While the advent of the digital era and the rapid evolution of technology have led to major change in the coordinates of the visible world and the relationship between word and image, experience and representation, new research methods have become necessary to explore the reasons behind the increasingly extensive production and circulation of images. One of the founding fathers of this vast field of study that has established itself on an international level as visual culture, W.J.T. Mitchel has contributed to the great turnaround in theoretical interest in the “society of the spectacle” and, coining the expression “pictorial turn”, has promoted a philosophical approach since the 1990s that attributes images with the same value of interpreting reality as that attributed to language.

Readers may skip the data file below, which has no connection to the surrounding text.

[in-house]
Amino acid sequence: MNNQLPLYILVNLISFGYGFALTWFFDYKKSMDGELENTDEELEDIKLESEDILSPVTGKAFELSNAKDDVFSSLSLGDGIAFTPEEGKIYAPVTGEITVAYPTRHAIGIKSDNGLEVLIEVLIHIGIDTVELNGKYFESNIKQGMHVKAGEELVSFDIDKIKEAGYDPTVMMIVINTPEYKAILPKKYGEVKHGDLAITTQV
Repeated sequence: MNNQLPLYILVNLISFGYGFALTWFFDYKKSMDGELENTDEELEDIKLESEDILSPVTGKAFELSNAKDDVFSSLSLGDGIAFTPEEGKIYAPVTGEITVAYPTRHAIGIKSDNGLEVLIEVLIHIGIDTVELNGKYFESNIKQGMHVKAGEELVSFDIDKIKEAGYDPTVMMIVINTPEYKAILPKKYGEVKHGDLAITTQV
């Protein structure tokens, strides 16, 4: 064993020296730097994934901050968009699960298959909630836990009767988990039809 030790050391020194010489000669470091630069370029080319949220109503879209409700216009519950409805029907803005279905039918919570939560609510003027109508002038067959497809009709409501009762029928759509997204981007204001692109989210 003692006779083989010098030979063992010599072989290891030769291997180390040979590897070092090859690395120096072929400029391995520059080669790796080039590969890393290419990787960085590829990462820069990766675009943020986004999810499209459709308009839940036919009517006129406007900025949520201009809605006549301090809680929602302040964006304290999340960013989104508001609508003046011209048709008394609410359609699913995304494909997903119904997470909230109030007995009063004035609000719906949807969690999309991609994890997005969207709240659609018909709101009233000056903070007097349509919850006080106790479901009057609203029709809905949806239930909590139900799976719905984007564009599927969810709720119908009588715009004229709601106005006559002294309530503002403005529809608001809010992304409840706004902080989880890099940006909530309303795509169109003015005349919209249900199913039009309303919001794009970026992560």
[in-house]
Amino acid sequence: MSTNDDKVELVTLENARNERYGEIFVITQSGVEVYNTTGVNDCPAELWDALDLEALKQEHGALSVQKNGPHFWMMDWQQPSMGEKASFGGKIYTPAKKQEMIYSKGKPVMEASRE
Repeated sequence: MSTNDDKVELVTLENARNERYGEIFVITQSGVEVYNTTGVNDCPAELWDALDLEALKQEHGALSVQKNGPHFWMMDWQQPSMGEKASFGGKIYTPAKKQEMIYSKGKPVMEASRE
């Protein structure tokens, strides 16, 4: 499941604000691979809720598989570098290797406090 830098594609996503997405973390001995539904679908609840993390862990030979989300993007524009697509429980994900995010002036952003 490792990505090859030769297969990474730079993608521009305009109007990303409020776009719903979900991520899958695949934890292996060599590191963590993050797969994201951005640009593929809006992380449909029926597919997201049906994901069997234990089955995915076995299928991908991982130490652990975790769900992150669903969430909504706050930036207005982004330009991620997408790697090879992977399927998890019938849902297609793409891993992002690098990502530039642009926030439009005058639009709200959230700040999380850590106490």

Here the reader will find a collection of sixteen of his most recent essays, ranging from media aesthetics to semiotics, in which the author examines the cultural dimension of images and the places and ways in which they manifest themselves, drawing upon ideas and terms that have now earned their place in the critical vocabulary. With the successful distinction between “image” and “picture”, where “image” means the mental representation or pure form of figures, clearly distinguished from the “picture” through which it is revealed, that is to say a material object that can be burned, broken or ripped, such as a painting or sculpture.
Rich in incursions into the history of art, cinema and photography, but also into politics and biocybernetics, this volume lays the foundations for a “science of images” in which the visual becomes a fundamental link between humanistic research and empirical sciences.